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Is Stress the Cause of your Increased Inflammation?


October 27, 2020 | Published by

Is stress the ultimate blessing and curse combination? On one hand stress can inspire us, push us to accomplish things we believe ourselves uncapable of, and survive a life or death situation. On the other hand, stress can be debilitating and harmful to our wellbeing. But how exactly does stress lead to sickness?

The main connection between stress and illness is inflammation. You may be thinking, isn’t inflammation a natural and helpful process? Indeed – put simply, inflammation is your body’s natural response to protecting itself from harm.1 The problem is when inflammation becomes steady or chronic.

There are two types of inflammation that occurs in the body: acute and chronic. Acute inflammation is more commonly known and is what happens when you get a cut or bruise. White blood cells are released by the immune system to surround and protect the affected area, creating redness and swelling. The same process happens with an illness like the cold. 1 A fever is also triggered by inflammation, is your body’s attempt to kill off the illness by turning up the heat to a temperature that is no longer hospitable to the invader.

Chronic inflammation is just as it sounds – inflammation that lingers and keeps the body in alert and defense mode. Some common causes of chronic inflammation are: 2

  • untreated causes of acute inflammation, such as an infection or injury
  • an autoimmune disorder, which involves your immune system mistakenly attacking healthy tissue
  • long-term exposure to irritants, such as industrial chemicals or polluted air
  • heavy substance and drug use, including alcohol and tobacco
  • obesity
  • chronic stress

Cortisol, the body’s chief anti-inflammatory agent, is released to help the body cope with both physical and mental stress. In this fight or flight response to stress, the body runs on emergency mode, pulling all available resources to handle the stress and get the body back to homeostasis. This means other areas like digestion and the immune system take a back seat. In a temporary situation, which is what the stress response is made to be, this is no problem. The stressor goes away or is quashed, and the body returns to normal.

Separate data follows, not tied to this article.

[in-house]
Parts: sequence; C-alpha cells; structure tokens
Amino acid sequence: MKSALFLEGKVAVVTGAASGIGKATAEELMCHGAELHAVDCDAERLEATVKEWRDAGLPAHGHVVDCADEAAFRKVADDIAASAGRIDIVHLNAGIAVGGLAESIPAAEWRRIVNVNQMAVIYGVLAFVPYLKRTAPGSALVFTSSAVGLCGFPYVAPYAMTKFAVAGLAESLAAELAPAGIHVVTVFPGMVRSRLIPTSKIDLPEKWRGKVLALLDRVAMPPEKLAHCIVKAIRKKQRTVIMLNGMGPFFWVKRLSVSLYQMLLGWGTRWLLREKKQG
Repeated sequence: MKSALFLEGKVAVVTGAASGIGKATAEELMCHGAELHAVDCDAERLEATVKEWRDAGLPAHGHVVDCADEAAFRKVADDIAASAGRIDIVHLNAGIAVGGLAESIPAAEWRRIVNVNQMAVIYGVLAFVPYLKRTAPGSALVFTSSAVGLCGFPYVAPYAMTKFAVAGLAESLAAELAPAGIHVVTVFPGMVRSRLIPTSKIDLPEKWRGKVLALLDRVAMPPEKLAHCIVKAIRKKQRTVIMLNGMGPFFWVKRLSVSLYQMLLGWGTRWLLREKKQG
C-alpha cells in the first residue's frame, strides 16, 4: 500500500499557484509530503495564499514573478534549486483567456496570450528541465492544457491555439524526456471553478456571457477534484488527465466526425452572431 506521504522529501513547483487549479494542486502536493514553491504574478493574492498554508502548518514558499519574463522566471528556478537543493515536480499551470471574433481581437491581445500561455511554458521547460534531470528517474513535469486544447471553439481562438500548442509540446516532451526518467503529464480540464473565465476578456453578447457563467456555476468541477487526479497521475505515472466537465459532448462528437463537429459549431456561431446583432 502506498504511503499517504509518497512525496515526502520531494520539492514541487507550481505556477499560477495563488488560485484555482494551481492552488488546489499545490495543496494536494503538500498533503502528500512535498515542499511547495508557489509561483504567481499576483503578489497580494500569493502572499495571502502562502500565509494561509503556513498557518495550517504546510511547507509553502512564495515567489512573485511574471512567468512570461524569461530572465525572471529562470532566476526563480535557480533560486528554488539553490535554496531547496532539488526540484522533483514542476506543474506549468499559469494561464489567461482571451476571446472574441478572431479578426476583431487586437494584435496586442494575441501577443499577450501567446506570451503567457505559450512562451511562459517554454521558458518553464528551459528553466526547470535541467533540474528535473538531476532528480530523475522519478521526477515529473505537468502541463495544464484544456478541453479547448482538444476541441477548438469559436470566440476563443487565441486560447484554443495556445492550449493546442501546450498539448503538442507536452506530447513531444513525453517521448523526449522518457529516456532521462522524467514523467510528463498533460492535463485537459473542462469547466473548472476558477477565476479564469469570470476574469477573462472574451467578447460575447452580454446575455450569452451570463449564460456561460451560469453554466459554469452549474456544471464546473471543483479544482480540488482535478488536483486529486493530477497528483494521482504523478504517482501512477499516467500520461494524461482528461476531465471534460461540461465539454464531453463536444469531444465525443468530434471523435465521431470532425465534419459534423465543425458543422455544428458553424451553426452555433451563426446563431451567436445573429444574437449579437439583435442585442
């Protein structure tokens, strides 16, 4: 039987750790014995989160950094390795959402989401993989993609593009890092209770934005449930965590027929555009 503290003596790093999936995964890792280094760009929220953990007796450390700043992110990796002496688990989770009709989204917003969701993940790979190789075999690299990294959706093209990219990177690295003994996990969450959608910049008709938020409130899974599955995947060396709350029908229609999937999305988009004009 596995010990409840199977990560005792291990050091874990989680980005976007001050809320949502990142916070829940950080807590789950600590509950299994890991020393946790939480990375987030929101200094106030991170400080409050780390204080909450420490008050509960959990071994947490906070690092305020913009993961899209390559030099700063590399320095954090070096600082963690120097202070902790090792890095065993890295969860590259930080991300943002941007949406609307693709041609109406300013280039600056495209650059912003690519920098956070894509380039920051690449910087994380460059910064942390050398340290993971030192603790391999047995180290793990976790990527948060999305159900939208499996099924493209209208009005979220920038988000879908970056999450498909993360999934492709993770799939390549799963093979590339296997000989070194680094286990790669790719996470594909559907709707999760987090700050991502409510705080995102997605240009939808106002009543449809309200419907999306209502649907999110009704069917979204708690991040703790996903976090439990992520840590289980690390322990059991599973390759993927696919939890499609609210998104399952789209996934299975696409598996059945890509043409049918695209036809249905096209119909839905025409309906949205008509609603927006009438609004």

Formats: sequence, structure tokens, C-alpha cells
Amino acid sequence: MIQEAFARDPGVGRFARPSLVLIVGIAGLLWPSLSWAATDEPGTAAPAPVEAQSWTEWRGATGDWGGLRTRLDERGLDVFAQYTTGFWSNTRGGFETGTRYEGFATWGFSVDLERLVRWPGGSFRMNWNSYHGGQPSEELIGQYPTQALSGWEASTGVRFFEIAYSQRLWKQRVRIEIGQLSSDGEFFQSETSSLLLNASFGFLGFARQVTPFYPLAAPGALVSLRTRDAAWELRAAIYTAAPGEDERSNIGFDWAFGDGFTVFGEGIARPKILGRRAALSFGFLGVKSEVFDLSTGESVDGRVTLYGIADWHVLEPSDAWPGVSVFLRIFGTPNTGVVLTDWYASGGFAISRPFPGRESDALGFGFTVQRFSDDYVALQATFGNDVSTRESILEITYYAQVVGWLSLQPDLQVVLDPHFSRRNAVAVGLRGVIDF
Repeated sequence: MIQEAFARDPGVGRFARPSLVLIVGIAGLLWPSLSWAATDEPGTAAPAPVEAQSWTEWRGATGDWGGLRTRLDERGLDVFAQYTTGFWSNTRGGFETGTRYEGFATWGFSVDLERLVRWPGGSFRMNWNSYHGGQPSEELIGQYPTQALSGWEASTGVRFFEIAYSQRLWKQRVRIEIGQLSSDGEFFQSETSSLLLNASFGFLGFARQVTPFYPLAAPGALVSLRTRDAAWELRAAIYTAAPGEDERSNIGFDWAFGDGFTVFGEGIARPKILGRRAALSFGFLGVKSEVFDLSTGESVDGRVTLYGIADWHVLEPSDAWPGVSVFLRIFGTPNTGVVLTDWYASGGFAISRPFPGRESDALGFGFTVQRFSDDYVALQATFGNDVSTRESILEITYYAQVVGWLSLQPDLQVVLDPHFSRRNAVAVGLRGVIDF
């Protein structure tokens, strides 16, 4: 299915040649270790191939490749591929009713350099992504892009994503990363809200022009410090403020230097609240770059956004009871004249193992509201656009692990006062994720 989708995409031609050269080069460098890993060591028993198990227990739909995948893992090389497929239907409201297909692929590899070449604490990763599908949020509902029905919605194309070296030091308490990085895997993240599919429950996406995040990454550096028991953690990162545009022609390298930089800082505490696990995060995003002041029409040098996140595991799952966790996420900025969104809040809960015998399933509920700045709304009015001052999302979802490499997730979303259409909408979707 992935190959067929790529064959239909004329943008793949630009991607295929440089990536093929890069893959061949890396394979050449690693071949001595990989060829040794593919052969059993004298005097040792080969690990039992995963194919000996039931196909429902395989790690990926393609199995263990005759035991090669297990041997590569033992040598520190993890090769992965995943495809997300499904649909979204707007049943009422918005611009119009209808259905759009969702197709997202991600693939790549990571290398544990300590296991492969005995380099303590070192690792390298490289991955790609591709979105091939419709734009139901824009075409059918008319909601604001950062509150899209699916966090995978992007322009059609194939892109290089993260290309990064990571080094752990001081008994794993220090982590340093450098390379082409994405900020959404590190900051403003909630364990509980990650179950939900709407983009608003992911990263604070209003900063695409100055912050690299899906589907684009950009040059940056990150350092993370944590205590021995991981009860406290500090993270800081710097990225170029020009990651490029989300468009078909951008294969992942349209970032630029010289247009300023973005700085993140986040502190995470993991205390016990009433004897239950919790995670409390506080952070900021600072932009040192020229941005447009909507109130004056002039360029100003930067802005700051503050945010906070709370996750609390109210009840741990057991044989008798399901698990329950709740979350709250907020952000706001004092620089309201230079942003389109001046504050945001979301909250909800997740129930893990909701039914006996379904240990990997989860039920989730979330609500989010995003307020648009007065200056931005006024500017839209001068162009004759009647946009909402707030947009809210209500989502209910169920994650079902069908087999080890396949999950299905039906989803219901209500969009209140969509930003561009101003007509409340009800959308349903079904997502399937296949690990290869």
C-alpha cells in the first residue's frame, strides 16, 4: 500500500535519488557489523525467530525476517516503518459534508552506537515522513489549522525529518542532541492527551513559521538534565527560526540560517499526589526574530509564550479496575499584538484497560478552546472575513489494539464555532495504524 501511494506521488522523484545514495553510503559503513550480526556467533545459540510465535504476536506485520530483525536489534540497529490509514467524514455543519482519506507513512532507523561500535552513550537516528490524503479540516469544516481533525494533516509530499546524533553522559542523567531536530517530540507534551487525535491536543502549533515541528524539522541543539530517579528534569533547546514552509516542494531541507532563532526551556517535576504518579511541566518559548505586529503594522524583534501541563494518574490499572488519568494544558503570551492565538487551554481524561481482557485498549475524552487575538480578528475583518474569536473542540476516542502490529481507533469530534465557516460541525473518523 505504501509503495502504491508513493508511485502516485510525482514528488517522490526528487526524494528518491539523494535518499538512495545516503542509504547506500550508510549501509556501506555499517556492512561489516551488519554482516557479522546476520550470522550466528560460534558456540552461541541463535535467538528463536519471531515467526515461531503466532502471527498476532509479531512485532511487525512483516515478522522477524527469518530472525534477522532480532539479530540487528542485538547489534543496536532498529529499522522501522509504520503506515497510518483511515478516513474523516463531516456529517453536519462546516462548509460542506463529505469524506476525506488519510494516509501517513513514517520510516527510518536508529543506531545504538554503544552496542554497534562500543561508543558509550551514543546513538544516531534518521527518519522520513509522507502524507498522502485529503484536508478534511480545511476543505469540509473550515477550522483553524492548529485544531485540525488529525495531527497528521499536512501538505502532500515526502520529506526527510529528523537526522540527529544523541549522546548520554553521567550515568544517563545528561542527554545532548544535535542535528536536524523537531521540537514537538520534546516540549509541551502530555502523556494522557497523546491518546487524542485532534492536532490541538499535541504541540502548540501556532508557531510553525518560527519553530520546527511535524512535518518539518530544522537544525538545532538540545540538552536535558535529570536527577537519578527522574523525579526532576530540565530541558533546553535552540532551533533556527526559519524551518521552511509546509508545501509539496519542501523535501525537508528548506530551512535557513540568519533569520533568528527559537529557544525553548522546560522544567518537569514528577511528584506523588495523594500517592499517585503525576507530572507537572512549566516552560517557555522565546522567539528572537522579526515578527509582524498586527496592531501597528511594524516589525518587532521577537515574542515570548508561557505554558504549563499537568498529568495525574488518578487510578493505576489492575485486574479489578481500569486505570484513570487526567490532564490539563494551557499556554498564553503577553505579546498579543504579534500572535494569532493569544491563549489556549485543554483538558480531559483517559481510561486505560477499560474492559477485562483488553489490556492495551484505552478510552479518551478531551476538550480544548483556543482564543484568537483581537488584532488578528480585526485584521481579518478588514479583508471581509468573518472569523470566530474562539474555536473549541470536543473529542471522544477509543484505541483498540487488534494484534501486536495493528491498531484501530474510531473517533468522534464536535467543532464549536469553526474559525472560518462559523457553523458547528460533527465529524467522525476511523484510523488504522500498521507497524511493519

When stress becomes chronic, your body’s fight or flight response can’t rest and must stay activated. This means cytokines, anti-inflammatory chemicals released by the immune system, are being steadily released. Over time, cytokines may perpetuate themselves, which is when inflammation starts to cause harmful effects to the body. 3

There are many mechanisms responsible for diseases, and we do not yet have a complete picture on the link between stress and illness. However, we do know that chronic, low-level inflammation is a factor in many conditions.

Chronic conditions with a known link to stress

  • Rheumatoid arthritis (RA)

It’s well understood that RA is exacerbated by inflammation, a disease where body’s immune system attacks joints and tissues, causing stiffness and pain. Cytokines play a big role in inflammation with RA. Therefore, the more stressed you are, the more pro-inflammation chemicals are released, leading to RA flare-ups. 3

  • Cardiovascular Disease

Another effect of the fight or flight response is constricted blood vessels. This forces your heart to work harder, which raises blood pressure. Chronic inflammation is one of the main causes of atherosclerosis, a precursor to heart disease. Moreover, those experiencing chronic stress tend to make poor diet and lifestyle decisions which can worsen heart health. 

  • Inflammatory Bowel Disease (IBD)

IBD is an umbrella term for inflammation-linked conditions that affect the gastrointestinal system, including Crohn’s disease and ulcerative colitis. Both are exacerbated by stress, which affects the body’s normal secretion of digestive enzymes, and can interfere with how you digest food, absorb nutrients, and rid the body of waste. 3

  • Depression

Cytokines can also trigger depressive symptoms in some people, leading to a depressed mood, tiredness, and a lack in joy of doings things normally enjoyed. In a study published in January 2018 in the journal Biological Psychiatry, researchers subjected mice to stressful conditions while monitoring signs of brain immune cell activation. In this study, anxiety and depression-like activity was associated with activation of the immune cells. This suggests that exposure to stress triggers immune cells in the brain, leading to the rewiring of neural circuits and triggering of mood symptoms. 3


  1. Bhatt, D, MD. What is inflammation? Harvard Heart Letter.
  2. Santos-Longhurst, A. Understanding and Managing Chronic Inflammation. Healthline.
  3. Schipani, D. Here’s How Stress and Inflammation Are Linked. Everyday Health.

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